Ajrakh is an ancient block-printing method on textiles that originated in the present day provinces of Sindh in Pakistan and the neighbouring Indian districts of Kutch in Gujarat and Barmer in Rajasthan. The word ‘ajrakh’ itself connotes a number of different concepts. Ajrakh printing is an ancient artistic tradition, whose development has seen the contribution of many cultures, which is apparent from the prevalent designs. Explore More
Bandhani is an ancient tie-and-dye technique indigenous to the western Indian state of Gujarat and certain communities in neighbouring Rajasthan, holds a special place in the rich Indian textile industry. The art of Bandhani is a highly skilled process. With evolving technology and growing investments, bandhani stands at the cusp of global glory. Explore More
The word ‘ikat’ is derived from the Malay-Indonesian word ‘mengikat’ which translates to ‘to tie’. Ikat is a resist dye technique used to pattern textiles. The more common methods of resist dyeing involve covering parts of a fabric to shield the reserved areas from penetration of the dye, as in tie-dyeing, where threads are wound around the fabric, or in batik, where wax is applied to the surface of the cloth.
Tangaliya weaving, also known as Daana weaving is practiced in Surendranagar district of Gujarat. This intricate process of twisting extra weft while weaving creates beautiful geometrical patterns and forms. The essence of Tangaliya weaving is the compositions created by colourful dots, which is simultaneously created on both the sides of the fabric. Explore More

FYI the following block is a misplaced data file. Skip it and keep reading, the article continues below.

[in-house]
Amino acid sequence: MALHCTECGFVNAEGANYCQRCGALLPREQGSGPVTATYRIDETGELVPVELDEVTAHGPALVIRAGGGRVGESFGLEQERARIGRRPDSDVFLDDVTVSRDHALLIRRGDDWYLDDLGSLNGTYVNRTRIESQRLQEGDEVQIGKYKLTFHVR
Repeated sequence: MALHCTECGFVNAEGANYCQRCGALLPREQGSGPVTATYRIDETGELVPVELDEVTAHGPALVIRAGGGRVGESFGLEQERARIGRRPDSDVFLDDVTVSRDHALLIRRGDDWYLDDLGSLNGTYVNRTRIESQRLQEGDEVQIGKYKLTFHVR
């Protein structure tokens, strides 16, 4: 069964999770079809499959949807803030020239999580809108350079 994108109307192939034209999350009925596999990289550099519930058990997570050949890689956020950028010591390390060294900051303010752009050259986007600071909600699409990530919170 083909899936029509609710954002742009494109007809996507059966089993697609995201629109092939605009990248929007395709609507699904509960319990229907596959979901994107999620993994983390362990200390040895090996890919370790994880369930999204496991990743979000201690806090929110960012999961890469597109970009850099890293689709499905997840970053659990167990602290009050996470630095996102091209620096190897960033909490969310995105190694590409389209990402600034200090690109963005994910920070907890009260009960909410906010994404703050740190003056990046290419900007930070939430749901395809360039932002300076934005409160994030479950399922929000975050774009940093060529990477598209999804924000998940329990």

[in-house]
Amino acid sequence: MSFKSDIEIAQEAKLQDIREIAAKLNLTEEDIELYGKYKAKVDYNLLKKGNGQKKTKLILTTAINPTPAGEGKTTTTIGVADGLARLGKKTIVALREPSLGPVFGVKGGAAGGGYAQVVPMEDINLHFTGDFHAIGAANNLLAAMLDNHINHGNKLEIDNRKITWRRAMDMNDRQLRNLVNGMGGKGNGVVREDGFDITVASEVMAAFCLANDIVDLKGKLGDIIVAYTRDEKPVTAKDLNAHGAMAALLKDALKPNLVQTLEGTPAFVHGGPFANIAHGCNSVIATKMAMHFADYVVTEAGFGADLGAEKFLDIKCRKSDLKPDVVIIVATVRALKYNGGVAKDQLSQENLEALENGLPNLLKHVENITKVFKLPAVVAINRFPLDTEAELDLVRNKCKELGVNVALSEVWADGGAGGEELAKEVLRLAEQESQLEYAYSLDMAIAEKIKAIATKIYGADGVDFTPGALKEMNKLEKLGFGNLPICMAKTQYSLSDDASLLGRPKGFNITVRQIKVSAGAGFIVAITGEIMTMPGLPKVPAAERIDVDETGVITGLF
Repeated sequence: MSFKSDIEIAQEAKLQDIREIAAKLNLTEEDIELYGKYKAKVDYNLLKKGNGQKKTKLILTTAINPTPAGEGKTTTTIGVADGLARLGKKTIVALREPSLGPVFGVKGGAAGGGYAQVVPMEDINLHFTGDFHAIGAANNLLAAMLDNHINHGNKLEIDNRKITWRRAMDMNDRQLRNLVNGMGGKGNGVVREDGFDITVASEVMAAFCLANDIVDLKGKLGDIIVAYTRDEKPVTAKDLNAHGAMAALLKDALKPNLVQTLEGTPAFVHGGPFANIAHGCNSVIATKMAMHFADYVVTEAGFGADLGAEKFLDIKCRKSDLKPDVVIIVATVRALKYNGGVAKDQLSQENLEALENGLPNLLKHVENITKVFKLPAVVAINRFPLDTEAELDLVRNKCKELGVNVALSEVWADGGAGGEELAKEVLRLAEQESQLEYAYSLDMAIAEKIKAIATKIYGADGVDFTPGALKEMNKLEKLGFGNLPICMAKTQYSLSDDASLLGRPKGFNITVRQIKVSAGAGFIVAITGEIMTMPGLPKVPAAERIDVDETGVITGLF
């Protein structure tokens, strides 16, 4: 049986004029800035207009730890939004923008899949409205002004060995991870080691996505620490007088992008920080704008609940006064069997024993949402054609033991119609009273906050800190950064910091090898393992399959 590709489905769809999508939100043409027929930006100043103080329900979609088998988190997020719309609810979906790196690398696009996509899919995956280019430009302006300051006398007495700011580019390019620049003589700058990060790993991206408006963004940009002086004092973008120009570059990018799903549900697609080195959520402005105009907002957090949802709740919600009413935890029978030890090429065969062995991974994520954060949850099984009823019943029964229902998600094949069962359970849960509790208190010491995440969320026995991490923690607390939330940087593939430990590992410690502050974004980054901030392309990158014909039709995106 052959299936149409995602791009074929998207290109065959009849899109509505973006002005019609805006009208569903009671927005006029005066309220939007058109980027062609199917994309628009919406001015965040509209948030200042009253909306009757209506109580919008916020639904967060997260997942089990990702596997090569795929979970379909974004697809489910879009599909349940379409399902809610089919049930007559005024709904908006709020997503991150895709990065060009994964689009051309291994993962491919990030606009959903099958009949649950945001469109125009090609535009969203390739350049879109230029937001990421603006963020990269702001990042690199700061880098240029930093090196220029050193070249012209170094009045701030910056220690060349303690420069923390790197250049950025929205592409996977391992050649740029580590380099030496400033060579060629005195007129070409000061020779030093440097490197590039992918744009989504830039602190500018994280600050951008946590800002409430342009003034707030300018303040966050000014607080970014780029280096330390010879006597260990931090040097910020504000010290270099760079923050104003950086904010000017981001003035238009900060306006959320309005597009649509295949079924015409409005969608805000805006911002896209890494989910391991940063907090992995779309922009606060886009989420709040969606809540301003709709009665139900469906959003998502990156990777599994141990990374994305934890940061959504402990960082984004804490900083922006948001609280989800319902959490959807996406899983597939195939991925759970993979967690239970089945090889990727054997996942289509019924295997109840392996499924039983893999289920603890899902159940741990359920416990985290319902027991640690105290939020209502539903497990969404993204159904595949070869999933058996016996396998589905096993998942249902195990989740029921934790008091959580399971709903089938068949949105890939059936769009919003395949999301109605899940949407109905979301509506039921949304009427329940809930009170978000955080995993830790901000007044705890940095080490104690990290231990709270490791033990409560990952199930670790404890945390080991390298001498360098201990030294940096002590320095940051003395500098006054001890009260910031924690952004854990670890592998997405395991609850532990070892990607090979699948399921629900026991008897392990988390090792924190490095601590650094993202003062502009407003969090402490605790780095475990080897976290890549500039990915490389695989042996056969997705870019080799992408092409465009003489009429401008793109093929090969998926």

Appliqué is an ancient technique of creating beautiful and decorative items with different pieces of cloth. In India, applique has been a part of religious traditions for centuries, though it also holds historic prominence in countries such as China, Benin, Pakistan and Egypt. The art is also prominent in Gujarat among the Rabari community. Explore More
Ashavali brocade silk sarees are known for Gujarat’s rich textiles that weaves its stories around birds singing, animals dancing and flowers blooming. These surfaces were further calendered to lay emphasis on the smoothness and thinness. The value and intensity of colors changed with the passage of time. These brocades have gone through enormous changes over the centuries.
The rich and diverse creative traditions of Kachchh (often written as “Kutch”) live at the intersection of cultures and communities. . Weavers are closely linked socioeconomically with their local clients, the Ahirs, Rajputs, and Rabaris. The designs woven into Kachchhi woven fabrics were inspired by the communities who wore them, replicating the shapes of musical instruments, the footsteps of an animal herd, etc. Explore More